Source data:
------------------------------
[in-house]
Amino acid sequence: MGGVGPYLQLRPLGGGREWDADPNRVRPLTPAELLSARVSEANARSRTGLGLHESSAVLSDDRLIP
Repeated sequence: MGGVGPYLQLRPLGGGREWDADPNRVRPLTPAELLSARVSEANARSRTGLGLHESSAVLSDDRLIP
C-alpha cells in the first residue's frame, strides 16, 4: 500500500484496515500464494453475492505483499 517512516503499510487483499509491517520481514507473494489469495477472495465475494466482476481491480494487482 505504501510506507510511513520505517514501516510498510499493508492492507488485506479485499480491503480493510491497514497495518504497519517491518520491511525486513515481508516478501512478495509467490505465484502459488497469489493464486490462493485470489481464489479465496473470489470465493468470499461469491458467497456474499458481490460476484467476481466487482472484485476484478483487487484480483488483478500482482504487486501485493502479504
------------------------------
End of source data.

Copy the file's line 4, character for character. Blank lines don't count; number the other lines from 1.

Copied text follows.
C-alpha cells in the first residue's frame, strides 16, 4: 500500500484496515500464494453475492505483499 517512516503499510487483499509491517520481514507473494489469495477472495465475494466482476481491480494487482 505504501510506507510511513520505517514501516510498510499493508492492507488485506479485499480491503480493510491497514497495518504497519517491518520491511525486513515481508516478501512478495509467490505465484502459488497469489493464486490462493485470489481464489479465496473470489470465493468470499461469491458467497456474499458481490460476484467476481466487482472484485476484478483487487484480483488483478500482482504487486501485493502479504